Jack Spender

When Should an Aged Elder Step Back?

How old is too old? The issue is not age, but effectiveness. There comes a time when an elder should consider resigning because of advancing age. Physical limitations, reduced drive for doing things well, living in the past, resistance to positive change, memory loss, and declining health can all play a role in leading a man to consider stepping down as a shepherd of God’s people.

A realistic self-view

This can be a very difficult subject to address among elders. But an aging brother is often not aware of his diminished capacity and can become defensive or hurt at any suggestion hinting in that direction.

After years of being in the role of decision maker, influencer and shepherd of God’s people, an elder with a humble honesty and realistic self-view will demonstrate the grace of voluntarily stepping down as an elder—for the good of the local church.

Romans 12:3 says “For I say, through the grace given to me, to everyone who is among you, not to think of himself more highly than he ought to think, but to think soberly, as God has dealt to each one a measure of faith.”

In my files, I have found notes of unknown origin addressing how one would step down gracefully. (If anyone recognizes the source of some of these ideas, please contact us so proper credit can given.) The writer gives excellent wisdom for making the transition go smoothly:

How to “let go”

  • If you are carrying major responsibilities, begin transferring them to other elders.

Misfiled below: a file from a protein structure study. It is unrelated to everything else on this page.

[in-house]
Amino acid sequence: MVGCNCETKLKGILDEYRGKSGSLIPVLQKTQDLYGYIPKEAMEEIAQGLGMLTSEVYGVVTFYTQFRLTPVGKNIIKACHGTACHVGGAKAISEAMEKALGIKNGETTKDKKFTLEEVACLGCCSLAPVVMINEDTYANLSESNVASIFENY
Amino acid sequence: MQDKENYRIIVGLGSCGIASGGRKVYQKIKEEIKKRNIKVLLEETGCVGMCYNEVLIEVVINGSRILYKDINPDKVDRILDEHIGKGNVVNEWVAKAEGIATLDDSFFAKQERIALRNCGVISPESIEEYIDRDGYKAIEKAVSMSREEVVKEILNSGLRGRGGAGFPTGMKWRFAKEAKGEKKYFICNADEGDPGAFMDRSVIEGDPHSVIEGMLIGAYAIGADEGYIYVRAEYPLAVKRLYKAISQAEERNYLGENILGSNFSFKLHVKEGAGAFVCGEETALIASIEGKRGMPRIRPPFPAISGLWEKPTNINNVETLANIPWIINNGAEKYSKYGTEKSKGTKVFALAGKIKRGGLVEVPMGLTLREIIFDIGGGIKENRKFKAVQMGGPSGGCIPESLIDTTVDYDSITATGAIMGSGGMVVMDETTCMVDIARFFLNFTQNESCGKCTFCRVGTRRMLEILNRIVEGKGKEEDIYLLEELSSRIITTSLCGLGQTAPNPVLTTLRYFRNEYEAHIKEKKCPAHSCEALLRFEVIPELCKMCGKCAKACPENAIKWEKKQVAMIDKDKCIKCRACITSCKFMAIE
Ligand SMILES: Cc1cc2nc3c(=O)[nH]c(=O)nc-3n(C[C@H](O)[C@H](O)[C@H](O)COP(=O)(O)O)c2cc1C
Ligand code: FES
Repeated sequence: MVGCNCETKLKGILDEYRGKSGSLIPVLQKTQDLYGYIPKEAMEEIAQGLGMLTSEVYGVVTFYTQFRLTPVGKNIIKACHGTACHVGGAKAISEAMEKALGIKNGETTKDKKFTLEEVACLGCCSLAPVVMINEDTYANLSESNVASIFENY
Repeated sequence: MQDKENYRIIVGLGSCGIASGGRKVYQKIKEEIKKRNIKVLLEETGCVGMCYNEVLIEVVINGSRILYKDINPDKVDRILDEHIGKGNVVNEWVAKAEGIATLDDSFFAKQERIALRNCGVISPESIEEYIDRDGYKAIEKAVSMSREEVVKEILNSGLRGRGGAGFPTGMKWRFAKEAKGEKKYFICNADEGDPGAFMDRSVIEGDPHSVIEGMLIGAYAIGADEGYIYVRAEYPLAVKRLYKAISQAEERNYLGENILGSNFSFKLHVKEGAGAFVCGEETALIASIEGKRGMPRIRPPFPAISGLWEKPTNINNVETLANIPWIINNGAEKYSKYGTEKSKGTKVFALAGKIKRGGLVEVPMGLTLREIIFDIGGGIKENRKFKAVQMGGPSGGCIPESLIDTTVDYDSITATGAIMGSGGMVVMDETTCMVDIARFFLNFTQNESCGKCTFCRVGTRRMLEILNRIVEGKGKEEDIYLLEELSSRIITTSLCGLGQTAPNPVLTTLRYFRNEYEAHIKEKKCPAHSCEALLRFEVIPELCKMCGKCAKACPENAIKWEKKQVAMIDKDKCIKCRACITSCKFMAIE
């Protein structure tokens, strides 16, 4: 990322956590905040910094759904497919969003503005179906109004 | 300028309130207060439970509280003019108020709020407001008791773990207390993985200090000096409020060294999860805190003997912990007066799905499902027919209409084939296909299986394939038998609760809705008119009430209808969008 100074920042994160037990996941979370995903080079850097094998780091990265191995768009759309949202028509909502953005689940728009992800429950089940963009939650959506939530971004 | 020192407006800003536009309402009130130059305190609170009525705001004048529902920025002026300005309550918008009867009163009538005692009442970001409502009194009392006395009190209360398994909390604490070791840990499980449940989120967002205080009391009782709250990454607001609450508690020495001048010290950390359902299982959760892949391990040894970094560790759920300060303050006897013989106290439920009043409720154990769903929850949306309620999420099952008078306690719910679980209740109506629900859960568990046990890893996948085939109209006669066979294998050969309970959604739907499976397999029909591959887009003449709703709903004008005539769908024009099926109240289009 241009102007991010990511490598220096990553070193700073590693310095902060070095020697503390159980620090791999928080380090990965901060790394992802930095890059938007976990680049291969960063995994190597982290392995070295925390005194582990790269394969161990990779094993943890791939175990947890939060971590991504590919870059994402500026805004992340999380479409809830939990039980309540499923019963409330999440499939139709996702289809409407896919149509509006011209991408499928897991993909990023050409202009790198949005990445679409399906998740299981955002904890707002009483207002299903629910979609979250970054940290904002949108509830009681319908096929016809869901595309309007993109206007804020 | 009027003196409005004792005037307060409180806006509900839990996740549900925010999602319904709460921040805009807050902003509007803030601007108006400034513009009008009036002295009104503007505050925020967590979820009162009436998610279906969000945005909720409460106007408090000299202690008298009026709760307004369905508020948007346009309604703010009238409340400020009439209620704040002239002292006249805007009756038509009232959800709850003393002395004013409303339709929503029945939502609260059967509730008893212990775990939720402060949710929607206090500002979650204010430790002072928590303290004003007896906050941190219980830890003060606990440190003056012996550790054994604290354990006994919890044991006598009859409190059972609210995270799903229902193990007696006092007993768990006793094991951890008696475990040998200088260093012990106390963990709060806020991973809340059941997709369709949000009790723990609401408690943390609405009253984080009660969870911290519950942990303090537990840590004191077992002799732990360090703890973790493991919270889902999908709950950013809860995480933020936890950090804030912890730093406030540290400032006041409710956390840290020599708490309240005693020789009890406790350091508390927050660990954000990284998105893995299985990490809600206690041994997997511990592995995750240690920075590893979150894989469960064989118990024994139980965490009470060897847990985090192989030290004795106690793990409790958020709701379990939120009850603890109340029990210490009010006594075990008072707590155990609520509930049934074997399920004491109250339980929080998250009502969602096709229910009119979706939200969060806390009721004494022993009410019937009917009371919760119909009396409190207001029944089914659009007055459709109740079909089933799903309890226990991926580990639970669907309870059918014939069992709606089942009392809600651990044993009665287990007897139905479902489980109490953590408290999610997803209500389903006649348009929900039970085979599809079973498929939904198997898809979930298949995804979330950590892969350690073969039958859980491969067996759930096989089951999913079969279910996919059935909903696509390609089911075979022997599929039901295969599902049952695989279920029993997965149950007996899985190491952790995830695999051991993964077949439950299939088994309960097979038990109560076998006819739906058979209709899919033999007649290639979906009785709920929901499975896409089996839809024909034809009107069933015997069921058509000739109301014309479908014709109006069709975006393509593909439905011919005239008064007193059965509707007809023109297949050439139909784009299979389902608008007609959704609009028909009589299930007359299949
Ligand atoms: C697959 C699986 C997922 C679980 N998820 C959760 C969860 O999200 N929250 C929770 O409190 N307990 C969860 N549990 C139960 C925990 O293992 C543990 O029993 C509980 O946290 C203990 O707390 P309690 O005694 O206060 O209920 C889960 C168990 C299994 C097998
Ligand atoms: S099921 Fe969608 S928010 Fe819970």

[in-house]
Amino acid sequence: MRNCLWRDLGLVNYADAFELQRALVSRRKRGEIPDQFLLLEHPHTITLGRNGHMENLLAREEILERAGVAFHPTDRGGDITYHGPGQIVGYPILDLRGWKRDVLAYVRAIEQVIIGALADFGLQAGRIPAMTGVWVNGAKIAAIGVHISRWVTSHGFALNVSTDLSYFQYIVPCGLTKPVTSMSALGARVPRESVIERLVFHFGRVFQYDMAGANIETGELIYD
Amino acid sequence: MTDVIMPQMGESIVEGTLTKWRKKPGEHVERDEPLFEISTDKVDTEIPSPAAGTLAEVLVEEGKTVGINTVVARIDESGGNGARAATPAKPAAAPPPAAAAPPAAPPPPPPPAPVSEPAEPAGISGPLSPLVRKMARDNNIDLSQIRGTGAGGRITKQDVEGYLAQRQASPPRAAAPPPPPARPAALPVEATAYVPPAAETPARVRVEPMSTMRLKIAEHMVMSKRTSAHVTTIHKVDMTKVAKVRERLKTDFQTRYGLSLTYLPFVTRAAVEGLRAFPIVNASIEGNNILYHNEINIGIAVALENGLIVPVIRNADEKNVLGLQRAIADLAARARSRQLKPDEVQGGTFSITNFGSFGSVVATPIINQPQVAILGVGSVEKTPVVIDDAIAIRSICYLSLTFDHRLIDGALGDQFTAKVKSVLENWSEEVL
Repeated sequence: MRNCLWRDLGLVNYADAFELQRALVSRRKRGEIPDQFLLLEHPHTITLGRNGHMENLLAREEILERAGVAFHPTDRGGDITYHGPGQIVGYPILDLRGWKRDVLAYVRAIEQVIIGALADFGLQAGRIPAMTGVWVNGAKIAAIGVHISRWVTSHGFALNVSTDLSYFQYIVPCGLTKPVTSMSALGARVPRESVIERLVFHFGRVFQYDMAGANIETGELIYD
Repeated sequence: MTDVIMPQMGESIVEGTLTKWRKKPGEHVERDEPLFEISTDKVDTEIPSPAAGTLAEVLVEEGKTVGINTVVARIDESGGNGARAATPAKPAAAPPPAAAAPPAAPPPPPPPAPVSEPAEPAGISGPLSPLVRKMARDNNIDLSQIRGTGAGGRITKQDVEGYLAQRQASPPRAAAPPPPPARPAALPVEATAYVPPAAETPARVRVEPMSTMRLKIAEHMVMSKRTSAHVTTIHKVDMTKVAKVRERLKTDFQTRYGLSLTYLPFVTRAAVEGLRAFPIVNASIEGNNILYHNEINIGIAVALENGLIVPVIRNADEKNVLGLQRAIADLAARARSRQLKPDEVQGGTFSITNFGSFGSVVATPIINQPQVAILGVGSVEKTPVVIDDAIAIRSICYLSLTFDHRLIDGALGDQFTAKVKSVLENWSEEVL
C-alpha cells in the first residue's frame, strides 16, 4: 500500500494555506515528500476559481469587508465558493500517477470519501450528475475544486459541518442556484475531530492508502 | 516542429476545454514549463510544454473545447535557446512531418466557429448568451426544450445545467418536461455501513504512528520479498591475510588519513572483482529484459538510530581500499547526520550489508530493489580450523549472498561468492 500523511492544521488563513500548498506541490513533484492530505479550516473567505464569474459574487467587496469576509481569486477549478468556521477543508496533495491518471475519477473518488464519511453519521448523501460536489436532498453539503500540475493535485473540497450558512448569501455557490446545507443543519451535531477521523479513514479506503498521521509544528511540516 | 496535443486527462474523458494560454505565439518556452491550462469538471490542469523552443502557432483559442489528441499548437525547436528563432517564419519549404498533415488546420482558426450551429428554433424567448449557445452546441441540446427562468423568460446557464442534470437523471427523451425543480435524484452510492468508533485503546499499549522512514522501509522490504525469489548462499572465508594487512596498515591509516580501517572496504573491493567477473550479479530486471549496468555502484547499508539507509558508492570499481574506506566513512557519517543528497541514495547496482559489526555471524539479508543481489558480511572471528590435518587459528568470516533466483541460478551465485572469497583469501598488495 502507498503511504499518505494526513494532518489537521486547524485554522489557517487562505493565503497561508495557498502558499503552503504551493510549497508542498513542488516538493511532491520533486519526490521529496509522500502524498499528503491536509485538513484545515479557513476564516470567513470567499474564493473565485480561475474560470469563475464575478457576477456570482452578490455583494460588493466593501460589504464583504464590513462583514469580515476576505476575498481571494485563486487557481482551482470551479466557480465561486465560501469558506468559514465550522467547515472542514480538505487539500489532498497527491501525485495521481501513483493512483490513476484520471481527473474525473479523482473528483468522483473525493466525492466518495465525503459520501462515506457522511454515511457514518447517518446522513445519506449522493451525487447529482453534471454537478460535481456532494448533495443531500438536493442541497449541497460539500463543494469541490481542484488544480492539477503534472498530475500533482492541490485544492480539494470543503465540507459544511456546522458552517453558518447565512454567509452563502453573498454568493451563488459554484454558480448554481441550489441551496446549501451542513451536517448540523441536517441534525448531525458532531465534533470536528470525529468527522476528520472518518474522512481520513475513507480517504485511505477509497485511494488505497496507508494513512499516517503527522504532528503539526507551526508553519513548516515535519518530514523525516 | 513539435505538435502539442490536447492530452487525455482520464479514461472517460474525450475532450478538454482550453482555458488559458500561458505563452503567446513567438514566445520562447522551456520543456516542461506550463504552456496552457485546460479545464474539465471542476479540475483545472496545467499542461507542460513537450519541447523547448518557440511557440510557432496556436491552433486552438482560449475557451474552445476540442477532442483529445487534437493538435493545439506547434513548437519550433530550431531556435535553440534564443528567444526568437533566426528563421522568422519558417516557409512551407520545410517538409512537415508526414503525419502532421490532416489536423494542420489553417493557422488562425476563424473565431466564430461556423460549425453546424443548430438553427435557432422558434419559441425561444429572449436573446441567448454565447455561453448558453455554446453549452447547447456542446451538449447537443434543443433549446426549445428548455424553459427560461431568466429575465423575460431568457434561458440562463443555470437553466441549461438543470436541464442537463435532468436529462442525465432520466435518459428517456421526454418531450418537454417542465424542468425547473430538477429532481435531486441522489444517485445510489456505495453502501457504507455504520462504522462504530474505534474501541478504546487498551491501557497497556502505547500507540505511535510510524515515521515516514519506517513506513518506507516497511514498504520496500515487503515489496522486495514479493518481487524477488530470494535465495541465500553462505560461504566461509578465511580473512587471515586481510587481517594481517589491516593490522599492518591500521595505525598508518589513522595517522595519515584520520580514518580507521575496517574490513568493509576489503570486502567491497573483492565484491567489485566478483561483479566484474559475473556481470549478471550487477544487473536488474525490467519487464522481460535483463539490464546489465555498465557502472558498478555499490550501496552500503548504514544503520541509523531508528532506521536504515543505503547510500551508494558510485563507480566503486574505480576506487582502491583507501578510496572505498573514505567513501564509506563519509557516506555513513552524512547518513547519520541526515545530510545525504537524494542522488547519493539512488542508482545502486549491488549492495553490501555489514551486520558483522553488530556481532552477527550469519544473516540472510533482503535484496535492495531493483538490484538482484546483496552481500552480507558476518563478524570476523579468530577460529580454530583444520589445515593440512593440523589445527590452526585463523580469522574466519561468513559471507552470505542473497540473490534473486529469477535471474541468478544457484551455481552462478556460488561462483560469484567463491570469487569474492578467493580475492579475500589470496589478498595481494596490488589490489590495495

• Inform the other elders of your intent to resign at least a year in advance.
  • Look for replacement among younger men.
  • Begin training a potential elder by inviting him to meetings, taking him on visitation, and encouraging him in personal study.
  • When the new elder has been presented and endorsed by the church, consider resigning.
  • If, in the opinion of the other elders, the leadership would be seriously weakened by your resignation, consider continuing for a limited period.

Effects of resigning

  • “Passing the baton” is not a radical change when several leaders have shared the leadership equally.
  • The resigning elder must not spiritually retire.
  • The resigning elder must avoid a critical spirit regarding the subsequent leadership.

Effects of not resigning

  • Tends to limit development of younger men into elders.
  • Tends to stifle the vision and enthusiasm of younger men.
  • Tends to stifle constructive changes.

What is the threshold of effectiveness? Who sets the criterion? These are all difficult questions to answer. Passages in life are always difficult and seldom come with easy answers.

Just as rounding out the 12 disciples by selecting a replacement for Judas required utmost dependence upon God, so also with an aging elder, a wisdom greater than that of Solomon is needed—the very wisdom of God Himself. As it should be.

Indeed, seeking that wisdom is second nature to the godly elder accustomed to his own limitation and God’s infinite wisdom.

Editorial note. This article was first posted in Elder’s Shopnotes in May 2003. It is re-posted with permission from the author.

Jack Spender

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